The ghosts of ecosystem engineers: Legacy effects of biogenic modifications
Albertson, Lindsey et al. (2022), The ghosts of ecosystem engineers: Legacy effects of biogenic modifications, Dryad, Dataset, https://doi.org/10.5061/dryad.w6m905qss
1. Ecosystem engineers strongly influence the communities in which they live by modifying habitats and altering resource availability. These biogenic changes can persist beyond the presence of the engineer, and such modifications are known as ecosystem engineering legacy effects.
2. Although many authors recognize ecosystem engineering legacies, and some case studies quantify the effects of legacies, few general frameworks describe their causes and consequences across species or ecosystem types.
3. Here, we synthesize evidence for ecosystem engineering legacies and describe how consideration of key traits of engineers improves understanding of which engineers are likely to leave persistent biogenic modifications.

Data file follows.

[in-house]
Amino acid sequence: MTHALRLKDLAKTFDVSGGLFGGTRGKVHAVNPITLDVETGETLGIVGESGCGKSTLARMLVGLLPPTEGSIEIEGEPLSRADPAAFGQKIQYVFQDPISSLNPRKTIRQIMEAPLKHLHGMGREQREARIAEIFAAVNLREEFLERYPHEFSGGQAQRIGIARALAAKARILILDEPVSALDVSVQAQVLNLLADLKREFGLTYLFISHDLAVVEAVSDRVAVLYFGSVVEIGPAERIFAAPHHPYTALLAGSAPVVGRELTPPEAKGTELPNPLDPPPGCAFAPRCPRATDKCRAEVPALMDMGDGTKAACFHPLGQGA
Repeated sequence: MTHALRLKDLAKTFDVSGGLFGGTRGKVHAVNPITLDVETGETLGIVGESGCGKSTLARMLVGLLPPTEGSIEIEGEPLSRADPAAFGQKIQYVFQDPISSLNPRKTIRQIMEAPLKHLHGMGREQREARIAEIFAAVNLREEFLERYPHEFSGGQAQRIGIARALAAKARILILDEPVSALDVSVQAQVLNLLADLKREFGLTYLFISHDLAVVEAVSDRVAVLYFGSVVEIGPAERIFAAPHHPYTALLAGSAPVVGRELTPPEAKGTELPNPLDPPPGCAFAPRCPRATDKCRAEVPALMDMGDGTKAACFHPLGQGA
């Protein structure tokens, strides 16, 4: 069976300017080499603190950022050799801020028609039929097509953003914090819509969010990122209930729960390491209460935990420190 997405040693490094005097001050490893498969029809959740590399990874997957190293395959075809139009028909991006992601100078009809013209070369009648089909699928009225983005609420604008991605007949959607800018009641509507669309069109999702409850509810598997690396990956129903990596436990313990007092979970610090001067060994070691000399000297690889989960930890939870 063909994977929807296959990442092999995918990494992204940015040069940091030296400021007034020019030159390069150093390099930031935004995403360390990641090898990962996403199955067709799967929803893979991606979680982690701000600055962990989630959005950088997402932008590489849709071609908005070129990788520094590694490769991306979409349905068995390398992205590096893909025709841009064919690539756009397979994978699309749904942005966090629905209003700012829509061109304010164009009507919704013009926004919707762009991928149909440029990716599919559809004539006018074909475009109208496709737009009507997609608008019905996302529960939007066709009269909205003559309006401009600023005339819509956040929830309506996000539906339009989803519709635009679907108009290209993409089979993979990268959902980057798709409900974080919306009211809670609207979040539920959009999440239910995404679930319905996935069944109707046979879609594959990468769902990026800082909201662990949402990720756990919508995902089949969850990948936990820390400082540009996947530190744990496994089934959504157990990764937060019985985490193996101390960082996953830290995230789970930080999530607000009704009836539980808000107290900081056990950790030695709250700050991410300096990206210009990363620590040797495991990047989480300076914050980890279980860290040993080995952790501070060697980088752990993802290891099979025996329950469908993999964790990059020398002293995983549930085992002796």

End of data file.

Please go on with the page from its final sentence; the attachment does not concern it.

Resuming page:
4. Our review demonstrates that engineering legacies are ubiquitous, with substantial effects on individuals, communities, and ecosystem processes. Attributes that may promote the persistence of influential legacies relate to an engineer’s traits, including its body size, lifespan, and living strategy (individual, conspecific group, or collection of multiple co-occurring species).
5. Additional lines of inquiry, such as how the recipients respond (e.g., density or richness) or the mechanism of engineering (e.g., burrowing or structure building), should be included in future ecosystem engineering legacy research.
6. Understanding patterns of these persistent effects of ecosystem engineers and evaluating the consequences of losing them is an important area of research needed for understanding long-term ecological responses to global change and biodiversity loss.
National Science Foundation, Award: 1556684
National Science Foundation, Award: 1556487
National Science Foundation, Award: 1945941
Montana State University
Texas Tech University